Specifically, the Project's goal is to provide a continuous bicycle/ pedestrian route linking the corner of 16th and Harrison to the bikeway planned along the south side of the Mission Creek Channel, the last remnant of what was once Mission Creek. Between 16th St. and Bryant, modifications are proposed to Treat Ave. including traffic calming, landscaping, and restrictions on through traffic to allow the creation of a "bicycle boulevard." Between Bryant St. and Vermont, a Class I, off street bikeway is proposed along the south side of Division under the Central Freeway, utilizing private land that would need to be acquired via purchase or land trade (see Land Acquisition Strategies, page 38). After Vermont, striped bike lanes, a Class I bikeway and other traffic calming projects are proposed on either side of the 8th and Townsend Circle to De Haro Street. From here, a path through a planned residential development would lead users to a proposed bicycle/ pedestrian bridge crossing both 7th St. and the Caltrain tracks, connecting directly to the planned Mission Creek Park, with its bicycle and pedestrian paths leading to Pac Bell Park and the Embarcadero Promenade.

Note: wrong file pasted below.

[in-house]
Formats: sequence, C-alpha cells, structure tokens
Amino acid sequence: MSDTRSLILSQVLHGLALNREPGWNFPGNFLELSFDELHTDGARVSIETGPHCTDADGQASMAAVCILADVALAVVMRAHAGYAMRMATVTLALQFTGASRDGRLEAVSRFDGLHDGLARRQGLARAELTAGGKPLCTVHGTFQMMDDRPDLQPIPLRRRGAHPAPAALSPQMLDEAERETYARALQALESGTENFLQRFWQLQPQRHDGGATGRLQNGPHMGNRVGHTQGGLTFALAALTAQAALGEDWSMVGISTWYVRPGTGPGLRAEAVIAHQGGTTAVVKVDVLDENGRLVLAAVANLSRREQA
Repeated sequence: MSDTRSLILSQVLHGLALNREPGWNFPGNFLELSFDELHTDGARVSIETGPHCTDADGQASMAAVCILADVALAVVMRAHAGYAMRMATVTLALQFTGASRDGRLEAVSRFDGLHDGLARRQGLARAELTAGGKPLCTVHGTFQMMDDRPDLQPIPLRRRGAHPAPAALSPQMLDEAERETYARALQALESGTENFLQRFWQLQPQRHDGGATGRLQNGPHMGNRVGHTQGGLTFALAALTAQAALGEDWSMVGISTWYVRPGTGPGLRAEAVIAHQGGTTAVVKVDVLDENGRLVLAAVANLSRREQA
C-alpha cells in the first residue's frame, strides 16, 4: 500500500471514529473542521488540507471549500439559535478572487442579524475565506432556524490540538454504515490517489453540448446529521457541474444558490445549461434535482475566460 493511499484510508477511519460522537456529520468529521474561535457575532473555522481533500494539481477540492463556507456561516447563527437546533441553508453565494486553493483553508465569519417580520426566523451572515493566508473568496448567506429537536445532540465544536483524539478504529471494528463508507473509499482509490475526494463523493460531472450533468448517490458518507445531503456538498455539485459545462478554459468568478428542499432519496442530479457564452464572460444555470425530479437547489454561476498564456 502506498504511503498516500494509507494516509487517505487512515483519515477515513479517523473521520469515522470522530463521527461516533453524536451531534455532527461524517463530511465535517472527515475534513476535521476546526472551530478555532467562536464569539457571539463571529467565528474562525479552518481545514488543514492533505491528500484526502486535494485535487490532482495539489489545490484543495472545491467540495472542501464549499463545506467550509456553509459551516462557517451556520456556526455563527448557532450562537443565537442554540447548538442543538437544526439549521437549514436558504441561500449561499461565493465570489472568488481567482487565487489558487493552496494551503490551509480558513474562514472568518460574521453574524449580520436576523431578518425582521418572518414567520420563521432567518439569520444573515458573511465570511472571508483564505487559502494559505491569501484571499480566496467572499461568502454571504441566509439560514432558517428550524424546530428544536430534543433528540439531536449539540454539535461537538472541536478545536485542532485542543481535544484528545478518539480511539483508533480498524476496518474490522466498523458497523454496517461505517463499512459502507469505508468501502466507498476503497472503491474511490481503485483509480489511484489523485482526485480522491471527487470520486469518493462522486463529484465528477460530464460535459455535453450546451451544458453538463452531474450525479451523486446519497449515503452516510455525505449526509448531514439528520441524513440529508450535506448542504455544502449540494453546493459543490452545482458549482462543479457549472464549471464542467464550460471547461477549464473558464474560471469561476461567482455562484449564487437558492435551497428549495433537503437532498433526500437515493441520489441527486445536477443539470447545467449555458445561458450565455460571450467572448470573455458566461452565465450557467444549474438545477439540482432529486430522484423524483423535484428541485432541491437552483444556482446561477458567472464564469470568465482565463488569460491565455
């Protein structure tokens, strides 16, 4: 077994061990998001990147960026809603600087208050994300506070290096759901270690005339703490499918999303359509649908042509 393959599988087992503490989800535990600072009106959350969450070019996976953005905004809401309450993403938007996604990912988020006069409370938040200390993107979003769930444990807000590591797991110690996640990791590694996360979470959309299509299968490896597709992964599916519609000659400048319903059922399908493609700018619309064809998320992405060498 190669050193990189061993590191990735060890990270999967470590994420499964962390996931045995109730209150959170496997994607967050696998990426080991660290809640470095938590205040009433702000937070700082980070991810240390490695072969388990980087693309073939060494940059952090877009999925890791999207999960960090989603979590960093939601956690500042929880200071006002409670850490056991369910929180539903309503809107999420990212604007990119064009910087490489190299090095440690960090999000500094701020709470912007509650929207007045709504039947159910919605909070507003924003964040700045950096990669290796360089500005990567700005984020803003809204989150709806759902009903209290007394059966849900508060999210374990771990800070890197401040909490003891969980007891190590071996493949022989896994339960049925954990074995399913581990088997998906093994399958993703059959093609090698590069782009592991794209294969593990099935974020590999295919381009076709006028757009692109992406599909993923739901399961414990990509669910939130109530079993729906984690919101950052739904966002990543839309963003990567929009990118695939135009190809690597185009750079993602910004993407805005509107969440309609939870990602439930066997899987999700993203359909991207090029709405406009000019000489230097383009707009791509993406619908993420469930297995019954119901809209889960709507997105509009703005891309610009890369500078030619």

Before the Spanish arrived at Mission Bay in 1775, the Ohlone Indians had inhabited the area for at least 5000 years. The Ohlone harvested mussels and fish, paddling up Mission Creek in tule reed canoes to what is now the Mission District. At this time, most of what is now Market St. and SOMA was sand dunes, with extensive marshes and wetlands lining the banks of the Creek. When the Spanish arrived, Mission Bay and the Creek flowing into it provided a safe harbor for the new immigrants, who made a permanent settlement slightly uphill, along the fresh water stream flowing from Twin Peaks into the fertile estuary. The main road they constructed from the Mission to the Bay became Center Street and eventually 16th Street.